A workshop devoted to presenting ongoing research on poverty and inequality in the United States. Open to all students interested in (a) building a better infrastructure for monitoring poverty and inequality, (b) building cutting-edge models of the causes and consequences of poverty and inequality, and (b) building better policy to reduce poverty and inequality. Required for all National Poverty Fellows funded by the Stanford Center on Poverty and Inequality. May be repeat for credit starting 8/1/2016.
Same as: SOC 240W

SOC 341W. Workshop: Inequality. 1-2 Unit.

Causes, consequences, and structure of inequality; how inequality results from and shapes social classes, occupations, professions, and other aspects of the economy. Research presentations by students, faculty, and guest speakers. Discussion of controversies, theories, and recent writings. May be repeated for credit. Restricted to Sociology doctoral students; others by consent of instructor.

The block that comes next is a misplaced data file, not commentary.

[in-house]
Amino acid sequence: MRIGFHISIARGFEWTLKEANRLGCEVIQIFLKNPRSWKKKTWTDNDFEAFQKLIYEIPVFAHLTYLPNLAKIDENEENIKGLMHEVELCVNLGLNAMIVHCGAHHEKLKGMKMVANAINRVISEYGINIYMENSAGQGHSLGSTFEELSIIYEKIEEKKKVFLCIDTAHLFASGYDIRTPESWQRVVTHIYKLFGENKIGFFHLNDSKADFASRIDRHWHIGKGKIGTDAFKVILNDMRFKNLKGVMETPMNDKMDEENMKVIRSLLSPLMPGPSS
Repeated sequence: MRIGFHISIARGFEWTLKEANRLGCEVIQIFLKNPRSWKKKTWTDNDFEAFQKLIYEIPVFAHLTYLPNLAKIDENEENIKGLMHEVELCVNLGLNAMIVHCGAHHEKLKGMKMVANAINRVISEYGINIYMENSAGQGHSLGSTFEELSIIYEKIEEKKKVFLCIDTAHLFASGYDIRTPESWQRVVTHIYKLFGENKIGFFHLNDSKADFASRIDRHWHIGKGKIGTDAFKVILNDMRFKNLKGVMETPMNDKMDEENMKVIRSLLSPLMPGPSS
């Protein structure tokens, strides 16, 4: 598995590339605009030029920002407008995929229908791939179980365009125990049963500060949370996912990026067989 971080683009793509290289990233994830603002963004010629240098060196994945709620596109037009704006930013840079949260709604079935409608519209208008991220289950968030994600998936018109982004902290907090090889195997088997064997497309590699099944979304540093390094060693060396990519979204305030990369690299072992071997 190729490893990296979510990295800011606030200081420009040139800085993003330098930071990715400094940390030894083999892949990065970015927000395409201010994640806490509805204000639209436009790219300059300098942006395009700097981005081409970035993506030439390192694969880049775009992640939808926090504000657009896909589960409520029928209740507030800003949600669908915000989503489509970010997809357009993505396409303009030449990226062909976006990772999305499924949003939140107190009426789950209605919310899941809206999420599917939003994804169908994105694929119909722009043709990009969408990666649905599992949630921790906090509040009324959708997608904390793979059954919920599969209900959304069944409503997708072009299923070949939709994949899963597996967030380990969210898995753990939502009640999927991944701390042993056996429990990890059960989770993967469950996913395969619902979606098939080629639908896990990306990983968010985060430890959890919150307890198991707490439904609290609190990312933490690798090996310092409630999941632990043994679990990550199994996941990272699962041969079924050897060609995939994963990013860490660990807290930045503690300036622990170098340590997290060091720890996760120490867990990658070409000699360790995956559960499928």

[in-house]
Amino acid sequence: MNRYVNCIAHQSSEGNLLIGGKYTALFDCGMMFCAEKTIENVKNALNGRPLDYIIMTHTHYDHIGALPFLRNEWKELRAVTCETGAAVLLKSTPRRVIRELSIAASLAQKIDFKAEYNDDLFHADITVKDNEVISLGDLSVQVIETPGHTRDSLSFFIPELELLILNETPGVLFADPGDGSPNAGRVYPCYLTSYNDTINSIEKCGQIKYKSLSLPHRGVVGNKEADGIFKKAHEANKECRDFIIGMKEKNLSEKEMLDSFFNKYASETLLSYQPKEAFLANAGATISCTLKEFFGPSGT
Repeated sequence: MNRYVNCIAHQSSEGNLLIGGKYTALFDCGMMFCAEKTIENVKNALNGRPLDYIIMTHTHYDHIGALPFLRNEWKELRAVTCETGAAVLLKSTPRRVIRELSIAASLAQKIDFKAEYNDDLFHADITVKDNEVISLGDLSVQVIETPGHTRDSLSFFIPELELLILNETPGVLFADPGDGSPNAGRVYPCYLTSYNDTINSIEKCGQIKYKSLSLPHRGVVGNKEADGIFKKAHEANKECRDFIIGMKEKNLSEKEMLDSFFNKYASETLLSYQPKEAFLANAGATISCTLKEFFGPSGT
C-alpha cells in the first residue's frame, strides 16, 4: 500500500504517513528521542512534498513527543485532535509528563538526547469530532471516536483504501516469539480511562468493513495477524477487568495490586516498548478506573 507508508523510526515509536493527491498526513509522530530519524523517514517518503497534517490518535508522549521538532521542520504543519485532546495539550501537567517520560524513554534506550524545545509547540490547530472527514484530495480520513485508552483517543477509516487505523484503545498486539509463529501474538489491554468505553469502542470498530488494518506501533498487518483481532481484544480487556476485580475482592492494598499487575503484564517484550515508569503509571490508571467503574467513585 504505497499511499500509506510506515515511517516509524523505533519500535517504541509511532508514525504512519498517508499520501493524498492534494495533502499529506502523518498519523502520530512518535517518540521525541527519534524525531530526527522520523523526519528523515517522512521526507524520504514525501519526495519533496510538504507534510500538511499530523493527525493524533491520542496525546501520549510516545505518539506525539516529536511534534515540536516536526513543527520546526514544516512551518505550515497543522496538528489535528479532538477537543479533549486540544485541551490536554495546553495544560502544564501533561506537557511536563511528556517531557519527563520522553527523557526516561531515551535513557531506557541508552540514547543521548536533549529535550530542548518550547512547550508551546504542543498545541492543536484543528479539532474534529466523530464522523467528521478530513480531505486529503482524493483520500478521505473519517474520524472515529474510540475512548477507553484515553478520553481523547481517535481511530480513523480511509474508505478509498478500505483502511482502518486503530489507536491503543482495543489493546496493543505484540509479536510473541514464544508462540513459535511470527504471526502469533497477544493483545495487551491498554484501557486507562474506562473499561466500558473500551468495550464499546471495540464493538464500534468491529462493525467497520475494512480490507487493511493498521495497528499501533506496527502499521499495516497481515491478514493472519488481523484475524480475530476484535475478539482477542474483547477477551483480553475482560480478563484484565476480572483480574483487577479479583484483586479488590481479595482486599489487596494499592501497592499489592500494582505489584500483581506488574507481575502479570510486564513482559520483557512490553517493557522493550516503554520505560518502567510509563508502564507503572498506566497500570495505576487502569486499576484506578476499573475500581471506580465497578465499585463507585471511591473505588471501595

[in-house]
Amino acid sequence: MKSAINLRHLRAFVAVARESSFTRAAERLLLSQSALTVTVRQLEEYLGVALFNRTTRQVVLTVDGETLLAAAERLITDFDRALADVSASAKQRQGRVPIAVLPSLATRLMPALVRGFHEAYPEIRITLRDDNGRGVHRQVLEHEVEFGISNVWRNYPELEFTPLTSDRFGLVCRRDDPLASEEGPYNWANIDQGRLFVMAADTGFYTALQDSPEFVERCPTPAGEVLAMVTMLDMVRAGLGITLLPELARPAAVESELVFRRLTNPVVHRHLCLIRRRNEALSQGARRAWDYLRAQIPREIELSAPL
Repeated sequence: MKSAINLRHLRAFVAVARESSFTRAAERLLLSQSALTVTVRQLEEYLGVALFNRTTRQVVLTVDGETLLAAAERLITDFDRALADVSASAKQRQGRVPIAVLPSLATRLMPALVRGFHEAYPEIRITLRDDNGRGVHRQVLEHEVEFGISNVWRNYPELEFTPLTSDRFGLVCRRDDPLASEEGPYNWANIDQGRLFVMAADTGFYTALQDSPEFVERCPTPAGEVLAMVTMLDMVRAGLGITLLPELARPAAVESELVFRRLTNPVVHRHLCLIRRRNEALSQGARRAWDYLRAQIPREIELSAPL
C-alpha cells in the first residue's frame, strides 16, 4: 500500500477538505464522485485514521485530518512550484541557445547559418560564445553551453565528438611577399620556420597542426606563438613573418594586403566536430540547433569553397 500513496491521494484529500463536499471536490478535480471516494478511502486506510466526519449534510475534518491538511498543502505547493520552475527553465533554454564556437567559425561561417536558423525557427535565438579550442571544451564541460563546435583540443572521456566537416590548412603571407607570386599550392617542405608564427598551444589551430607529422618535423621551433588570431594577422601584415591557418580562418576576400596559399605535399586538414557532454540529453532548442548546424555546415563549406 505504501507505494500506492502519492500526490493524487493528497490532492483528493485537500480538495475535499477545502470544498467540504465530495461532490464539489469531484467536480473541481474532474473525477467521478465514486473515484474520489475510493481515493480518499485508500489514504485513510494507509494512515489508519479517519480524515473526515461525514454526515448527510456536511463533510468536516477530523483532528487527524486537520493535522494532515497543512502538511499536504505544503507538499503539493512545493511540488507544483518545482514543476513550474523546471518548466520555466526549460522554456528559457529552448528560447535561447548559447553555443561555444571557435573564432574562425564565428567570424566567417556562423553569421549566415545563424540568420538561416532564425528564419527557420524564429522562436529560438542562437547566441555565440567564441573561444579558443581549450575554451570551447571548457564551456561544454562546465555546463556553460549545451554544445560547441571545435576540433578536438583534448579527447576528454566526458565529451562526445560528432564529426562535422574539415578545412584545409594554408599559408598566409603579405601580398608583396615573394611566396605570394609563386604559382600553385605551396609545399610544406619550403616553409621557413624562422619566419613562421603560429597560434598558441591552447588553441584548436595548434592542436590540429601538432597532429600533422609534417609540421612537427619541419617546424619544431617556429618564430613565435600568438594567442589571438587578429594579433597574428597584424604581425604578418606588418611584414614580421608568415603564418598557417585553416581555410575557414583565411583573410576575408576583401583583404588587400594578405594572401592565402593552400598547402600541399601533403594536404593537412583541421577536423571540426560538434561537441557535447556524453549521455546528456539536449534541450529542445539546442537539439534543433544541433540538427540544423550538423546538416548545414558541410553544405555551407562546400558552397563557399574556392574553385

SOC 342B. Gender and Social Structure. 4-5 Units.

The role of gender in structuring contemporary life. Social forces affecting gender at the psychological, interactional, and structural levels. Gender inequality in labor markets, education, the household, and other institutions. Theories and research literature.

SOC 346. Workshop: Ethnography. 1-2 Unit.

Restricted to doctoral students. Student research employing ethnographic methods. May be repeated for credit. Prerequisite: consent of instructor.

SOC 348. Advanced Topics in the Sociology of Gender. 3-5 Units.

Seminar for graduate students who have research projects in progress that focus on questions about gender and society. Research projects can be at any stage from the initial development to the final writing up of results. Focus is on questions posed by the research projects of the seminar participants. Readings include relevant background to each other's questions and present their own work in progress. A final paper reports the progress on the seminar member's research project. May be repeat for credit.